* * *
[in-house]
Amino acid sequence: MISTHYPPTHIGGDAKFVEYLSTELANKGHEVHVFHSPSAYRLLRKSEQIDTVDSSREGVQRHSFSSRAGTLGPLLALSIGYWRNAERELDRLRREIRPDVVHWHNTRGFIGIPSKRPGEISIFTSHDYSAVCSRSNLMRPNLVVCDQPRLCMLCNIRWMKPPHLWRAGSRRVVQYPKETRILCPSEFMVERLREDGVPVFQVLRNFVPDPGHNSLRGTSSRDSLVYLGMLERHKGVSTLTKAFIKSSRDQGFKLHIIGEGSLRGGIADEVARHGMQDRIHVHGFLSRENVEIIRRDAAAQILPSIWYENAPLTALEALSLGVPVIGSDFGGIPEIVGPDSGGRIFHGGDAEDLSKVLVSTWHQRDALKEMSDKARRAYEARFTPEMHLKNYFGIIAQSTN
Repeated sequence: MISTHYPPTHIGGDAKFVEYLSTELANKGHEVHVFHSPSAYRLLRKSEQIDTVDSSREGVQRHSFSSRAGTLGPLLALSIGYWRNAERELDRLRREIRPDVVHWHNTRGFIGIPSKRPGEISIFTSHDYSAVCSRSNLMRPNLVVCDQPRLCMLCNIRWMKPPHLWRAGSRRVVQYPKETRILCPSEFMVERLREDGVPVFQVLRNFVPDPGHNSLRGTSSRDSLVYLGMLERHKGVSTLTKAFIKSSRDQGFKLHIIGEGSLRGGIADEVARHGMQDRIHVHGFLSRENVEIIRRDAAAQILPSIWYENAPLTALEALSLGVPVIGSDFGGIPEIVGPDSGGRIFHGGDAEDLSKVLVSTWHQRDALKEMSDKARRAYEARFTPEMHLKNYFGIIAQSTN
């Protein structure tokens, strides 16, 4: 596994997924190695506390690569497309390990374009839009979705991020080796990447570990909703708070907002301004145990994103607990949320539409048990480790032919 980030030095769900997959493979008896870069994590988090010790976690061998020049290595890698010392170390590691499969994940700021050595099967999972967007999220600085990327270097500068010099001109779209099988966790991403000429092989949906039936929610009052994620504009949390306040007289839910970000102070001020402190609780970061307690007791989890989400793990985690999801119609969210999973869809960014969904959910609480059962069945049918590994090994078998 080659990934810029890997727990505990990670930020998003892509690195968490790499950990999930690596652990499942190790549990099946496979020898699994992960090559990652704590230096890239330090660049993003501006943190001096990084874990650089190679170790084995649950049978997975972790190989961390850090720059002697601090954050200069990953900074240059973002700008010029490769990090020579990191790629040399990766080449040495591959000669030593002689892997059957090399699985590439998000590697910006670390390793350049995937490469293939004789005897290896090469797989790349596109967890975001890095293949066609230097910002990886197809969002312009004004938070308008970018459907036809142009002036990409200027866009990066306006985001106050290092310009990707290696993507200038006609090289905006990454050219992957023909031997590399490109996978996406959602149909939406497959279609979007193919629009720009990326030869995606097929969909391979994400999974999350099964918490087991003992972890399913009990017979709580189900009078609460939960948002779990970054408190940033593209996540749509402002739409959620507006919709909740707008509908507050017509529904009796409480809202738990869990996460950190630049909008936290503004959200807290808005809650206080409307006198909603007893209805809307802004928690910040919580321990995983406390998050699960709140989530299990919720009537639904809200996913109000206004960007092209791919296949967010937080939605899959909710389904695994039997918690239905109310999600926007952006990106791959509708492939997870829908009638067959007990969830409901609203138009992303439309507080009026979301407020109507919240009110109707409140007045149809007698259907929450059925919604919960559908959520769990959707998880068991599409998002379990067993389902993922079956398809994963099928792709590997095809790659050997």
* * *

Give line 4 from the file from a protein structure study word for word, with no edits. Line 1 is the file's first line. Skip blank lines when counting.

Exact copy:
């Protein structure tokens, strides 16, 4: 596994997924190695506390690569497309390990374009839009979705991020080796990447570990909703708070907002301004145990994103607990949320539409048990480790032919 980030030095769900997959493979008896870069994590988090010790976690061998020049290595890698010392170390590691499969994940700021050595099967999972967007999220600085990327270097500068010099001109779209099988966790991403000429092989949906039936929610009052994620504009949390306040007289839910970000102070001020402190609780970061307690007791989890989400793990985690999801119609969210999973869809960014969904959910609480059962069945049918590994090994078998 080659990934810029890997727990505990990670930020998003892509690195968490790499950990999930690596652990499942190790549990099946496979020898699994992960090559990652704590230096890239330090660049993003501006943190001096990084874990650089190679170790084995649950049978997975972790190989961390850090720059002697601090954050200069990953900074240059973002700008010029490769990090020579990191790629040399990766080449040495591959000669030593002689892997059957090399699985590439998000590697910006670390390793350049995937490469293939004789005897290896090469797989790349596109967890975001890095293949066609230097910002990886197809969002312009004004938070308008970018459907036809142009002036990409200027866009990066306006985001106050290092310009990707290696993507200038006609090289905006990454050219992957023909031997590399490109996978996406959602149909939406497959279609979007193919629009720009990326030869995606097929969909391979994400999974999350099964918490087991003992972890399913009990017979709580189900009078609460939960948002779990970054408190940033593209996540749509402002739409959620507006919709909740707008509908507050017509529904009796409480809202738990869990996460950190630049909008936290503004959200807290808005809650206080409307006198909603007893209805809307802004928690910040919580321990995983406390998050699960709140989530299990919720009537639904809200996913109000206004960007092209791919296949967010937080939605899959909710389904695994039997918690239905109310999600926007952006990106791959509708492939997870829908009638067959007990969830409901609203138009992303439309507080009026979301407020109507919240009110109707409140007045149809007698259907929450059925919604919960559908959520769990959707998880068991599409998002379990067993389902993922079956398809994963099928792709590997095809790659050997």